Carena itself has an EMR which has the ability to share searchable PDF documents for use in patient EMRs, but Franciscan’s seven hospitals are bringing up an Epic implementation which can’t support this trick.  Top execs at Franciscan want to connect Carena’s data to Epic, but that won’t happen right away.  So Franciscan may end up setting up Carena’s after-hours service within Franciscan’s Epic installation to work around the interoperability problem.

This is just one sample of the interoperability obstacles healthcare organizations are encountering when they set out to create a telemedicine service. As telemedicine explodes with the use of portable devices, I can only imagine that this will impose one more pressure on vendors to conquer compatibility problems. (But sadly, I doubt it will force any real changes in the near future.)

Keys to Successful Telehealth

Posted on April 4, 2013 I Written By

John Lynn is the Founder of the HealthcareScene.com blog network which currently consists of 10 blogs containing over 8000 articles with John having written over 4000 of the articles himself. These EMR and Healthcare IT related articles have been viewed over 16 million times. John also manages Healthcare IT Central and Healthcare IT Today, the leading career Health IT job board and blog. John is co-founder of InfluentialNetworks.com and Physia.com. John is highly involved in social media, and in addition to his blogs can also be found on Twitter: @techguy and @ehrandhit and LinkedIn.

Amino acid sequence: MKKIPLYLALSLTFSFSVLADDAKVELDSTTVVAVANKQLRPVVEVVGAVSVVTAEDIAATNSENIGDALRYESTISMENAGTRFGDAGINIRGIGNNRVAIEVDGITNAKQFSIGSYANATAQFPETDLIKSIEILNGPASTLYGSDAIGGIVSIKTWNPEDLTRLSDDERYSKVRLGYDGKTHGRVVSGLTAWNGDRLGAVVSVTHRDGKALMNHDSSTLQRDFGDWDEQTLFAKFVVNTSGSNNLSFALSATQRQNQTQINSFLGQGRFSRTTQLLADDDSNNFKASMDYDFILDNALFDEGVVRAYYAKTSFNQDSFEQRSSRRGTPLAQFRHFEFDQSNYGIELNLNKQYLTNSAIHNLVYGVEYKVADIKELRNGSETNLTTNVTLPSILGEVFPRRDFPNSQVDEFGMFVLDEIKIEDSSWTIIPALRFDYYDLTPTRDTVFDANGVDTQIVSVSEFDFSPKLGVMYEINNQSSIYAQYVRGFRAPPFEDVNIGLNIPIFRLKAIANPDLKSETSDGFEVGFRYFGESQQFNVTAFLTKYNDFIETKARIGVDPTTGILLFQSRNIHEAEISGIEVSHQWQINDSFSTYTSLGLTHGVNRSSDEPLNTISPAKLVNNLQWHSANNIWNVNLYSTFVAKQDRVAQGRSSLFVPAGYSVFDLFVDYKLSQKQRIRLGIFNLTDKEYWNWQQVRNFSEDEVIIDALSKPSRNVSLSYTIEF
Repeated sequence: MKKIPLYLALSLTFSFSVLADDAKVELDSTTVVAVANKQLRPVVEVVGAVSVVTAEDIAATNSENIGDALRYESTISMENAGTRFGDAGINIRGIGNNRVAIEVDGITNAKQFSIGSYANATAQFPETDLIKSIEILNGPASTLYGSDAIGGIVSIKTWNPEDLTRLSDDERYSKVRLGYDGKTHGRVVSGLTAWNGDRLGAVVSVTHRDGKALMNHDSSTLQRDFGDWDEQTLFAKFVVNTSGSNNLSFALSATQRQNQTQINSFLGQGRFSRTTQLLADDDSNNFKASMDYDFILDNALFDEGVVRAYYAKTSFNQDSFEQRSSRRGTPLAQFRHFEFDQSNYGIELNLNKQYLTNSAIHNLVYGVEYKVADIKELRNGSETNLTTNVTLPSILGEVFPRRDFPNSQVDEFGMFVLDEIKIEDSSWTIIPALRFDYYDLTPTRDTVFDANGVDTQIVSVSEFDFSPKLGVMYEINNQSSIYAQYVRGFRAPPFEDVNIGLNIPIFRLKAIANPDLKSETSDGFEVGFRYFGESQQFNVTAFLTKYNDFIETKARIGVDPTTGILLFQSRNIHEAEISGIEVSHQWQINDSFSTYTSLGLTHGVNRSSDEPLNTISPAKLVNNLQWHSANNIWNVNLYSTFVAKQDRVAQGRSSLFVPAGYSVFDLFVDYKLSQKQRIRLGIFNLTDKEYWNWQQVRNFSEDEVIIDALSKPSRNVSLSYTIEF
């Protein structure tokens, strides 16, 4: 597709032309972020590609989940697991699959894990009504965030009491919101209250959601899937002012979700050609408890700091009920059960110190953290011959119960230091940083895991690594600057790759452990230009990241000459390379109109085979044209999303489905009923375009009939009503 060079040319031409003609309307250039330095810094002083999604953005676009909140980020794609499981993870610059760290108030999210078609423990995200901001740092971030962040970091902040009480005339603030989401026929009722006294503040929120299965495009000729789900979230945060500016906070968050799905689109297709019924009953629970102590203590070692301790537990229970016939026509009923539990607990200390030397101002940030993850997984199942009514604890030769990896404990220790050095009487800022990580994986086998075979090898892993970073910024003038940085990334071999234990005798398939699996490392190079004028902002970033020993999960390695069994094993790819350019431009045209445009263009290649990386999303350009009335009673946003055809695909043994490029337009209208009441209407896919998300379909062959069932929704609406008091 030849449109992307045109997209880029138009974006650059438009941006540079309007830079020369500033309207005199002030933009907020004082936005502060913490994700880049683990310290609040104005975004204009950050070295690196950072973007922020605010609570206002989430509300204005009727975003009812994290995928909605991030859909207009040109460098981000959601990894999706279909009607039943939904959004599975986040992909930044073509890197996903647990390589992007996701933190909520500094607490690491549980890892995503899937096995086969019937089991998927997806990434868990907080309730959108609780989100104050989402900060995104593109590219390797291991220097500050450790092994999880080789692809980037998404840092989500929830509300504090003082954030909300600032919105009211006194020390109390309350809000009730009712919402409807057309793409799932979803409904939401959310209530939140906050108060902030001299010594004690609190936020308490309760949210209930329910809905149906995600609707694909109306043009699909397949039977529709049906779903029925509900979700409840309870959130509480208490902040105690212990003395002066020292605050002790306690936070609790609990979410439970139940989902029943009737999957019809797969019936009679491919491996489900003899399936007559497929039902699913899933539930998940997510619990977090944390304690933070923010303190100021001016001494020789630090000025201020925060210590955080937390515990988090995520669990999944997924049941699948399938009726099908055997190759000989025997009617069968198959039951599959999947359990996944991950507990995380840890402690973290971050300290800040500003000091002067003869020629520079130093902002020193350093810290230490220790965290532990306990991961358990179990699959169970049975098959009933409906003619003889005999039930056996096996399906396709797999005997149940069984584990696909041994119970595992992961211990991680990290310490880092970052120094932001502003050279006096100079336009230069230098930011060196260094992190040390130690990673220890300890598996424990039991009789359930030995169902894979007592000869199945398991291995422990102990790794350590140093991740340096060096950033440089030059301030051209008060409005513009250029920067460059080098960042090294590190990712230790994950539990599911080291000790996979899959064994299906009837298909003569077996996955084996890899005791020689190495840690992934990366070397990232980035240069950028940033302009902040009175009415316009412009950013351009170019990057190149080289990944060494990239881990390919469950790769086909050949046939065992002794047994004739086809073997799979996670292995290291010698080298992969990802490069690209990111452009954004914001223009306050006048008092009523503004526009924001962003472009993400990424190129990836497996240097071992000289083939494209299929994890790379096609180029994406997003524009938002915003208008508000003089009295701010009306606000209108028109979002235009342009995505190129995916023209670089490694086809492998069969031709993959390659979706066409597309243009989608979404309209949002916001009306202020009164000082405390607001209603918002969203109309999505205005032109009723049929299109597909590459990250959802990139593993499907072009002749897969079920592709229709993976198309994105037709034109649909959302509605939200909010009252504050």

Rob Sobie wrote a nice post on the Point of Care Corner blog about the 4 Keys to a Successful Telemedicine Launch. These are the 4 keys he offers:

  • Reliability
  • Ease of Use
  • Mobility
  • Flexibility

Most of the ideas are pretty self explanatory, but check out the full post for his explanation of each item. I agree with each item, but I think there are a number of other things that are needed for successful telehealth as well.

Multiple Application Support – While we’d love to have the entire Telehealth experience on one application, it’s unlikely to ever happen. While doing a Telehealth visit, the doctor is going to need access to a number of other applications such as their EHR. This is where the dual monitor Telehealth setup is so beneficial. They can have the Telehealth visit up on one screen while they browse their EHR or other health application on the other screen.

Telehealth Reimbursement – I recently asked an insurance company executive about Telehealth and if they’re really start reimbursing for it. He said they were happy to reimburse a Telehealth visit, as long as they had a way to know that there was indeed a visit that justified payment. You can see where they’re afraid of Telehealth reimbursement fraud. His solution to that was reimbursing Telehealth systems that were their trusted partners. With this in mind, you want to make sure whatever Telehealth solution you use is trusted by the payers so that you get paid.